The amendment to the Public Procurement Act (the “Act”) came into effect on 6 May 2015 with the aim to correct the weaknesses identified in the previous and current iteration of the Act and further to reduce the administrative burden, financial costs and to make the procurement procedure less time consuming. Moreover, the adopted modifications shall accelerate and limit abuse of the review procedure.

The most significant changes introduced by the amendment of Act are as follows:

1. Softening requirements for additional works and services

Additional works and services will now be allowed if the contracting authority was not able to foresee the work with due care; therefore objectively unforeseeable circumstances for additional work and services are no longer required. Moreover, the maximal extent of additional works and services were increased from 20% to 30% of the price of a public contract.

2. No obligatory cancelation of the tender procedure where there is one bid

This controversial obligation has not had its intended results. In addition, it has complicated a number of public contracts especially with regards to specific performance provisions. The contracting authority is now able to decide whether to award a public contract or to cancel the procurement procedure.

3. New evaluation criteria: organisation, qualification and experience

It will now be possible to reflect the organisation, qualification and experience of people involved in the performance of the public contract.  This new criterion is primarily intended to be applicable to public contracts for so-called intellectual services, e.g. services of architects, designers and consultants, and not for contracts that deal with routine supplies and construction works.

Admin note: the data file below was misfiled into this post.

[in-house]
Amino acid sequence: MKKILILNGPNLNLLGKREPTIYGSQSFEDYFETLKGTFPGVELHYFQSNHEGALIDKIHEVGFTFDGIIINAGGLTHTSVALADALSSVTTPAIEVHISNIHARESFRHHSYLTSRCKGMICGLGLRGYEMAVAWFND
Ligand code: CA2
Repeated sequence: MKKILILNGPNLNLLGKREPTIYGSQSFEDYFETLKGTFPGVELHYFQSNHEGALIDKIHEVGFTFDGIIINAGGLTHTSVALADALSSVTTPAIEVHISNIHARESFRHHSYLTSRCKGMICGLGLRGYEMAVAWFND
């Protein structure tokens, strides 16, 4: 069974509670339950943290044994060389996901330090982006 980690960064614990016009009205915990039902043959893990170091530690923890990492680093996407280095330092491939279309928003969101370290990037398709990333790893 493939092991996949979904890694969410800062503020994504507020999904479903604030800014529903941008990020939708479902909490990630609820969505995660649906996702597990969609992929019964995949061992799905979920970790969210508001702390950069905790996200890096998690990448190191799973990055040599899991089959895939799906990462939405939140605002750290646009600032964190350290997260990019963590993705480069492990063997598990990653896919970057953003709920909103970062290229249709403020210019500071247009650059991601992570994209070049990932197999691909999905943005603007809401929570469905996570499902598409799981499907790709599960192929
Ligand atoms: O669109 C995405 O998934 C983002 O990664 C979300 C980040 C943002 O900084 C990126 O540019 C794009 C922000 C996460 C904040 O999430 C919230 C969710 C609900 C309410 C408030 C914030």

4. Introduction of concentration principle for the complaint procedure

All facts and circumstances relating to any complaint shall be presented by the parties within 15 days of the opening of the complaint procedure. It is no longer possible to submit any additional evidence after this time limit has expired. This deadline does not apply to new evidence which came to light after the expiry of the 15 days, for which the parties will have the chance to submit. 

5. Increase of upper deposit amount for complaint procedure.

The upper deposit amount for the complaint procedure was increased from CZK 2 mil (approximately EUR 73 thousand) to CZK 10 mil (approximately EUR 365 thousand). Where a complaint is withdrawn, only 80% of the deposit will be returned, not the full amount.

6. Reduced time limitation for complaint procedure.

The competition authority is now only allowed to review public procurement procedure within three years (not five years as stipulated previously) from when there is knowledge of the breach of rules, however it can review up to five years (not ten years) after the breach of rules.

7. Exclusive use of electronic forms of communication.

Communication with the competition authority shall now be in electronic form only.

In conclusion, although it seems that the changes are of a technical nature, these new rules will simplify the public procurement procedure. Please note that a new public procurement act, which will implement the new EU public procurement rules contained in EU Directives 2014/23, 2014/24 and 2014/25, is currently being heavily discussed and should be introduced at the beginning of the next year.